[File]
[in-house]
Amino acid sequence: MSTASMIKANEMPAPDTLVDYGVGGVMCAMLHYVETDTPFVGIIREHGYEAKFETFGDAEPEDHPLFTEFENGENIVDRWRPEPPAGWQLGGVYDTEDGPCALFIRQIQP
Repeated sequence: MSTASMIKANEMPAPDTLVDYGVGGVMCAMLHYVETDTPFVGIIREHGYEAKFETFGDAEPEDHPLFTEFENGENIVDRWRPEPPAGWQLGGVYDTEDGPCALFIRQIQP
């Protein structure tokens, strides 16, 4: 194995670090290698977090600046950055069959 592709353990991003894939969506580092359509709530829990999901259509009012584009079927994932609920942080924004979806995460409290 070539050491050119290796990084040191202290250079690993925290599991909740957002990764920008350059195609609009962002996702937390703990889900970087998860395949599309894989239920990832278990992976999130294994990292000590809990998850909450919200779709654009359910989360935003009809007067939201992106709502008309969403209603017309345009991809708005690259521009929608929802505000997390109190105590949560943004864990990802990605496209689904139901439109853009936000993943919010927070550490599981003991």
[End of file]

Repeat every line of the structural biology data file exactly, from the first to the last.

[in-house]
Amino acid sequence: MSTASMIKANEMPAPDTLVDYGVGGVMCAMLHYVETDTPFVGIIREHGYEAKFETFGDAEPEDHPLFTEFENGENIVDRWRPEPPAGWQLGGVYDTEDGPCALFIRQIQP
Repeated sequence: MSTASMIKANEMPAPDTLVDYGVGGVMCAMLHYVETDTPFVGIIREHGYEAKFETFGDAEPEDHPLFTEFENGENIVDRWRPEPPAGWQLGGVYDTEDGPCALFIRQIQP
């Protein structure tokens, strides 16, 4: 194995670090290698977090600046950055069959 592709353990991003894939969506580092359509709530829990999901259509009012584009079927994932609920942080924004979806995460409290 070539050491050119290796990084040191202290250079690993925290599991909740957002990764920008350059195609609009962002996702937390703990889900970087998860395949599309894989239920990832278990992976999130294994990292000590809990998850909450919200779709654009359910989360935003009809007067939201992106709502008309969403209603017309345009991809708005690259521009929608929802505000997390109190105590949560943004864990990802990605496209689904139901439109853009936000993943919010927070550490599981003991």